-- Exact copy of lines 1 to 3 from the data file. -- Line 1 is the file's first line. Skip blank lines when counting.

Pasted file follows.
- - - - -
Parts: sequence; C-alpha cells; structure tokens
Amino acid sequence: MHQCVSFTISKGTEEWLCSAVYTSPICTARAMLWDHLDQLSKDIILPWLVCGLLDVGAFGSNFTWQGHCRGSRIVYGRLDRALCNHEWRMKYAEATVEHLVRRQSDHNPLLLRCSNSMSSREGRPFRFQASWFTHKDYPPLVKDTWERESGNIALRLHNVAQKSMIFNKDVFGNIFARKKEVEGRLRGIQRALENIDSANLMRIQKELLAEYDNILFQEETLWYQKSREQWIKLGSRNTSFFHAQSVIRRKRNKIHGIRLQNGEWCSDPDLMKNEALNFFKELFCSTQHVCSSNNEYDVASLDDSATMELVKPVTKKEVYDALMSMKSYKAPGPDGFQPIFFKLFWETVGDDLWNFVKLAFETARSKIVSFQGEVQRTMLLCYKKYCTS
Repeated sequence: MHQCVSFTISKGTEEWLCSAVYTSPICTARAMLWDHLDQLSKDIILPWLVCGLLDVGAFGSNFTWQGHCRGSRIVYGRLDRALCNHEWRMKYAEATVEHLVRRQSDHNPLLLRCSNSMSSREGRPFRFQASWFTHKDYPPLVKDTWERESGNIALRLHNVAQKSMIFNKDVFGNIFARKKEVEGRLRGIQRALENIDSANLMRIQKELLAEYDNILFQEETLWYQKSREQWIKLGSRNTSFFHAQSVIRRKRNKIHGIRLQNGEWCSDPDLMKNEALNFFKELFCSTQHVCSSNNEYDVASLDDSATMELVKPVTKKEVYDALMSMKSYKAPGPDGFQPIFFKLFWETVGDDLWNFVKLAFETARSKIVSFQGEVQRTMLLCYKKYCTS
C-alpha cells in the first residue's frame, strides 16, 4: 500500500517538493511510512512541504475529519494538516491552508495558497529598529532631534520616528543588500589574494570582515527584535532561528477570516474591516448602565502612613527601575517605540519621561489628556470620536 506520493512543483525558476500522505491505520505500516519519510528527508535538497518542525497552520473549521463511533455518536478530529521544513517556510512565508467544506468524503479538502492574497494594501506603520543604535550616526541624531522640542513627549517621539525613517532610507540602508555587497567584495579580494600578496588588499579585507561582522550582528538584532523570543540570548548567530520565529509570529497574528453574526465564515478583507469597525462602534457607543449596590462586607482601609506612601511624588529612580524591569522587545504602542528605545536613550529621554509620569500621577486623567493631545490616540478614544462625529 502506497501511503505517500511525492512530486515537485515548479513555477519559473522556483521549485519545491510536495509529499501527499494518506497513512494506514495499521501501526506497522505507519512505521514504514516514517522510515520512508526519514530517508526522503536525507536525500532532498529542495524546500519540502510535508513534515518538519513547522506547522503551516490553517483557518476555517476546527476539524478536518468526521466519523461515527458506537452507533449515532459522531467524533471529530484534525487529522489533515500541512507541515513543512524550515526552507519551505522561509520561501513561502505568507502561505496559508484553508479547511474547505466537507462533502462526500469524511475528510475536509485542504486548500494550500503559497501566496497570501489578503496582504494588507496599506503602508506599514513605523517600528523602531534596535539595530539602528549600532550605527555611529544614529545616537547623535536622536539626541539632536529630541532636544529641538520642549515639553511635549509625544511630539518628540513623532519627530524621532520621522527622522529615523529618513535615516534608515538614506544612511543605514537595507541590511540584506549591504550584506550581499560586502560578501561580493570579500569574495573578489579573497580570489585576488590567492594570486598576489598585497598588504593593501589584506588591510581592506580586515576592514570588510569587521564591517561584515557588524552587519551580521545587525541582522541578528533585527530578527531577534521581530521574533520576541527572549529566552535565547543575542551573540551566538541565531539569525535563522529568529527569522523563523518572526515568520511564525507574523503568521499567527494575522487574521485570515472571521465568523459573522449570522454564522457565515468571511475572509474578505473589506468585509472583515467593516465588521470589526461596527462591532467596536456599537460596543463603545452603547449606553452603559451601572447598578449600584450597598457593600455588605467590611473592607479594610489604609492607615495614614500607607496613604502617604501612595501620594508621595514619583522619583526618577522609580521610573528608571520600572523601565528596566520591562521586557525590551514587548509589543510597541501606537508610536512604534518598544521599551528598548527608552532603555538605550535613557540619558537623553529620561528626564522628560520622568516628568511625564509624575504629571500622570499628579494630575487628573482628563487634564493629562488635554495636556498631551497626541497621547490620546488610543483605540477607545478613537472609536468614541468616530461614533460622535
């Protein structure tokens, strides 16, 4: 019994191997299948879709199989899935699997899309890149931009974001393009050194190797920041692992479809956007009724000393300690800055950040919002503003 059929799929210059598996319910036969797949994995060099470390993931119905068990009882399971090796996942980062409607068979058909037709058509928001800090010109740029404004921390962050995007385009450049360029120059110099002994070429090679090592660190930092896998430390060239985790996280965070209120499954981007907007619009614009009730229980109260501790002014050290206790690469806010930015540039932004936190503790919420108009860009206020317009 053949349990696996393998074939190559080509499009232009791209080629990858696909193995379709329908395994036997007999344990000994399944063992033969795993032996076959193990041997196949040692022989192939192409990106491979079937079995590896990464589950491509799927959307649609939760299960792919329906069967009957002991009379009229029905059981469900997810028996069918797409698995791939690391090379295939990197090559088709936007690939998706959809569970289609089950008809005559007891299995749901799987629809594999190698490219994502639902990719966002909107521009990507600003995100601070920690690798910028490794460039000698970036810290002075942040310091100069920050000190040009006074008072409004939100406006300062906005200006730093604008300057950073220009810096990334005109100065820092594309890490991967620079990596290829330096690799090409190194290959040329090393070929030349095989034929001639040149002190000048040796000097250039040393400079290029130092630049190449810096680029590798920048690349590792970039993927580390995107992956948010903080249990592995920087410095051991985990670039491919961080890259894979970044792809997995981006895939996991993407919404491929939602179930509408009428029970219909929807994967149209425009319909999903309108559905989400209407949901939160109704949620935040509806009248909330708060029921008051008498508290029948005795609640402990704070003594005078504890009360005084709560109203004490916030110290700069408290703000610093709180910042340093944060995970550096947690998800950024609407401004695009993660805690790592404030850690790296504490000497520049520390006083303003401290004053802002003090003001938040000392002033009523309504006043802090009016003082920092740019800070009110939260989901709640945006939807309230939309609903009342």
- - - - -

Parts: sequence; C-alpha cells; structure tokens
Amino acid sequence: MHQCVSFTISKGTEEWLCSAVYTSPICTARAMLWDHLDQLSKDIILPWLVCGLLDVGAFGSNFTWQGHCRGSRIVYGRLDRALCNHEWRMKYAEATVEHLVRRQSDHNPLLLRCSNSMSSREGRPFRFQASWFTHKDYPPLVKDTWERESGNIALRLHNVAQKSMIFNKDVFGNIFARKKEVEGRLRGIQRALENIDSANLMRIQKELLAEYDNILFQEETLWYQKSREQWIKLGSRNTSFFHAQSVIRRKRNKIHGIRLQNGEWCSDPDLMKNEALNFFKELFCSTQHVCSSNNEYDVASLDDSATMELVKPVTKKEVYDALMSMKSYKAPGPDGFQPIFFKLFWETVGDDLWNFVKLAFETARSKIVSFQGEVQRTMLLCYKKYCTS
Repeated sequence: MHQCVSFTISKGTEEWLCSAVYTSPICTARAMLWDHLDQLSKDIILPWLVCGLLDVGAFGSNFTWQGHCRGSRIVYGRLDRALCNHEWRMKYAEATVEHLVRRQSDHNPLLLRCSNSMSSREGRPFRFQASWFTHKDYPPLVKDTWERESGNIALRLHNVAQKSMIFNKDVFGNIFARKKEVEGRLRGIQRALENIDSANLMRIQKELLAEYDNILFQEETLWYQKSREQWIKLGSRNTSFFHAQSVIRRKRNKIHGIRLQNGEWCSDPDLMKNEALNFFKELFCSTQHVCSSNNEYDVASLDDSATMELVKPVTKKEVYDALMSMKSYKAPGPDGFQPIFFKLFWETVGDDLWNFVKLAFETARSKIVSFQGEVQRTMLLCYKKYCTS